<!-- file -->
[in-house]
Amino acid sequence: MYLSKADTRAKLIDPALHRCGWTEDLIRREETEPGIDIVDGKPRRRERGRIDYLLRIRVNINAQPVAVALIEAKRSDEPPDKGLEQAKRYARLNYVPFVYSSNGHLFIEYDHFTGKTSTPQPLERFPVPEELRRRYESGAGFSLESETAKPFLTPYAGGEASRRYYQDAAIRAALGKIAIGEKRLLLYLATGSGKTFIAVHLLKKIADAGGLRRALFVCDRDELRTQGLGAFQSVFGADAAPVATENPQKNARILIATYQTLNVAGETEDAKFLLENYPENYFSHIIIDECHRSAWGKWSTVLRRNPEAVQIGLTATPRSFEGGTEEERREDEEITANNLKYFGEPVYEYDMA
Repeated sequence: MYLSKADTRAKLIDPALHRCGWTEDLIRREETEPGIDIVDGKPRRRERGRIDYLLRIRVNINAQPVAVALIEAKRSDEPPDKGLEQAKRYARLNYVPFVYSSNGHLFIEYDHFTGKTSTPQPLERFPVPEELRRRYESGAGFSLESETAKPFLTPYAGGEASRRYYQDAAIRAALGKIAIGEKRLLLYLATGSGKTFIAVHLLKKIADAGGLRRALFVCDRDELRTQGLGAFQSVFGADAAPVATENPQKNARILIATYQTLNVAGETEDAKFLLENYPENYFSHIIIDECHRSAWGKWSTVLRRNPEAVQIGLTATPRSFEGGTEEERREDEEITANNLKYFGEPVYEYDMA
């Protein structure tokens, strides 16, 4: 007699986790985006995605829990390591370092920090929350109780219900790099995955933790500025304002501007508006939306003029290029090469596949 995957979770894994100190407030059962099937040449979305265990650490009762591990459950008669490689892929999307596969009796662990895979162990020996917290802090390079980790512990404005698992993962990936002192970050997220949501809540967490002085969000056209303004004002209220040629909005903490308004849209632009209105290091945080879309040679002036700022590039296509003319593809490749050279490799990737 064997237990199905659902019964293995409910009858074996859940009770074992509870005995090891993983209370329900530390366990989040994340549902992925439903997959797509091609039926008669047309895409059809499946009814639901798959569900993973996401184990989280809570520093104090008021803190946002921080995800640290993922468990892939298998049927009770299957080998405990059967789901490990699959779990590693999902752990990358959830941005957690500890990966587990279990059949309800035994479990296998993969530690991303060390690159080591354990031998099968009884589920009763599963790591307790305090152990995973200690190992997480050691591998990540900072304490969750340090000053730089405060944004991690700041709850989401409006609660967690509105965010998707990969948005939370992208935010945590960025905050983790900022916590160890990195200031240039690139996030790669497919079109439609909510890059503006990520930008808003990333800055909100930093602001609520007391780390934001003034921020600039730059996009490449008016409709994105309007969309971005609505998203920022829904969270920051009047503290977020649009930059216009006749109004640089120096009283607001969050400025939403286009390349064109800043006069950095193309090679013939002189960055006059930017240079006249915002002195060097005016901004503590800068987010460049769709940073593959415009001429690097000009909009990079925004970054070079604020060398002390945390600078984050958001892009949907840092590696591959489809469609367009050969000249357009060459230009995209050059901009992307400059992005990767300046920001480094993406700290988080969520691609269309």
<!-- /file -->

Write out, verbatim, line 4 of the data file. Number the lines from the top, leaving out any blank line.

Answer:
């Protein structure tokens, strides 16, 4: 007699986790985006995605829990390591370092920090929350109780219900790099995955933790500025304002501007508006939306003029290029090469596949 995957979770894994100190407030059962099937040449979305265990650490009762591990459950008669490689892929999307596969009796662990895979162990020996917290802090390079980790512990404005698992993962990936002192970050997220949501809540967490002085969000056209303004004002209220040629909005903490308004849209632009209105290091945080879309040679002036700022590039296509003319593809490749050279490799990737 064997237990199905659902019964293995409910009858074996859940009770074992509870005995090891993983209370329900530390366990989040994340549902992925439903997959797509091609039926008669047309895409059809499946009814639901798959569900993973996401184990989280809570520093104090008021803190946002921080995800640290993922468990892939298998049927009770299957080998405990059967789901490990699959779990590693999902752990990358959830941005957690500890990966587990279990059949309800035994479990296998993969530690991303060390690159080591354990031998099968009884589920009763599963790591307790305090152990995973200690190992997480050691591998990540900072304490969750340090000053730089405060944004991690700041709850989401409006609660967690509105965010998707990969948005939370992208935010945590960025905050983790900022916590160890990195200031240039690139996030790669497919079109439609909510890059503006990520930008808003990333800055909100930093602001609520007391780390934001003034921020600039730059996009490449008016409709994105309007969309971005609505998203920022829904969270920051009047503290977020649009930059216009006749109004640089120096009283607001969050400025939403286009390349064109800043006069950095193309090679013939002189960055006059930017240079006249915002002195060097005016901004503590800068987010460049769709940073593959415009001429690097000009909009990079925004970054070079604020060398002390945390600078984050958001892009949907840092590696591959489809469609367009050969000249357009060459230009995209050059901009992307400059992005990767300046920001480094993406700290988080969520691609269309």